Magazine article American Cinematographer

The Hindenberg Flies Again

Magazine article American Cinematographer

The Hindenberg Flies Again

Article excerpt

To reincarnate the Hindenburg and make it fly again, a complex 25-foot miniature was constructed in such fine detail that it could do many of the same things as its full-size, real-life "Big Brother"

The miniature of the dirigible that plays the title role in "THE HINDENBURG" may not seem very "miniature" in view of the fact that it was 25 feet long, but that turns out to be a rather small scale when one considers that the real Hindenburg was 800 feet long. It was a beautiful miniature, however, and large enough to enable us to get a wide variety of effects. Glen Robinson was in charge of its construction and he's an extremely talented man in this field - an expert engineer, a very creative person and one of the finest men I've ever worked with.

The miniature was built with attention to the smallest details and was suspended by wires from overhead tracks on the largest stage at Universal City Studios, so that it could travel a distance of 200 feet. We had several excellent backgrounds of appropriate length against which to move the miniature.

We also had "cloud machines" to create the effect of clouds required in many of the scenes. Managing those clouds always takes a bit of doing, because you've got to cover the floor with dry ice in order to keep the temperature very low on the stage. On a hot day this is always more of a problem because the vapors tend to rise. All in all, however, cooling off the stage with dry ice held the clouds beautifully and they look very realistic on the screen.

There was one sequence that gave us something of a problem. In it the airship moves out of a very heavy storm and, as we travel with it across the stage, it goes out of dense clouds into more of a clear area. In the storm area we wanted lightning, so way up at the top of the stage we had to clear a space to put the "scissors" for the lightning effect. I was gambling. I wasn't sure the effect would come off, and it was a lot of work getting it up there, but everything went along very well.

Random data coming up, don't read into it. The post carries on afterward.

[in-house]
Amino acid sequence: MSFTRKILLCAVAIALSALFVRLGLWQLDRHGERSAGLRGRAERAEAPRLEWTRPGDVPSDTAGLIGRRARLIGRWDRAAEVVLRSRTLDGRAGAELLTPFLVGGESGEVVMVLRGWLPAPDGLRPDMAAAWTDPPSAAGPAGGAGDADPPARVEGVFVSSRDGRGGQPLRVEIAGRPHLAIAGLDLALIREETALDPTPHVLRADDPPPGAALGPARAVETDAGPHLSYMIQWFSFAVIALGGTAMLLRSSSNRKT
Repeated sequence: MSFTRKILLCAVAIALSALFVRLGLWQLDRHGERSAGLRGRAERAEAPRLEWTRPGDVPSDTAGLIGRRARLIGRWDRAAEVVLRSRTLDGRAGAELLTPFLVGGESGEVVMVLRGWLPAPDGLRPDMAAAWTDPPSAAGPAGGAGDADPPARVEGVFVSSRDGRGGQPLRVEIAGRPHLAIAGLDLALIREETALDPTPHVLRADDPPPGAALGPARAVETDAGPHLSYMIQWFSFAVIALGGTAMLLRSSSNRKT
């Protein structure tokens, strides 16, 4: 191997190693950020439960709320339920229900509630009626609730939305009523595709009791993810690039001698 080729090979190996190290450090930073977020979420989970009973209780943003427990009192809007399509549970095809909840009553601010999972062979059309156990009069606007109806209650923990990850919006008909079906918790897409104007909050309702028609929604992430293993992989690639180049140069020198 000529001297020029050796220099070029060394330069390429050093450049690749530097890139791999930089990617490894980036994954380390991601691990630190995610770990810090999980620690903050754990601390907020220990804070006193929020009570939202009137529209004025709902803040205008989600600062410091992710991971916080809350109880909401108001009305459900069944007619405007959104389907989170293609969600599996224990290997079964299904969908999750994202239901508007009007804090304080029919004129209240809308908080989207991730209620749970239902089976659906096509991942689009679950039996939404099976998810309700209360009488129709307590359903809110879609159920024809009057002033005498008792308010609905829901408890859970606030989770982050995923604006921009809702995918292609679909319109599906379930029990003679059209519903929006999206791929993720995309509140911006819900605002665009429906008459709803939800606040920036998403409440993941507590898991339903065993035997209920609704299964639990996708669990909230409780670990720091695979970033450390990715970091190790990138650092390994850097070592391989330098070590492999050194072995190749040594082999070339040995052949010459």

We had a control board on the floor of the stage which was connected to an overhead carriage by means of cables which travelled with this carriage, but were out of the picture, and this arrangement could control the movement of the miniature at any speed we wanted. It even made possible remote control of the dirigible's elevators and rudder. In actual practice, however, we never made use of that facility because the movement of the elevators on the real ship would be so slight that it would be practically imperceptible.

The miniature was very complete. It had two little motors on each side and lights inside the gondola and other areas of the ship that could be remotely controlled. Some very talented people worked with Glen Robinson in building these facilities into the model and they had to be almost like watchmakers in order to make all of the little details work.

Ordinarily, moving miniatures have to be photographed at several times normal speed in order to create realistic action, and the frame rate is directly proportional to the scale of the miniature. In this case, however, we found that the dirigible moved so smoothly when suspended from the overhead tracks that we could turn the camera at only two times normal speed; we didn't have to go up to real high speeds. Actually, the only reason for overcranking at all was to control the movement of the clouds. You put the clouds in and try to shoot when the formations look good, but they are usually moving a little too fast. After making tests we found that a speed of 48 frames per second was just right for controlling the cloud movements.

Lighting the miniature presented some initial problems. We made some preliminary tests using an improvised backing (which wasn't used in the picture). I used sky-pans so the entire area was illuminated by no direct source - just what appeared to be sky reflection. We couldn't put any lights on the floor of the stage because that was covered with dry ice and there was a lower cloud layer lying three or four feet above the floor. …

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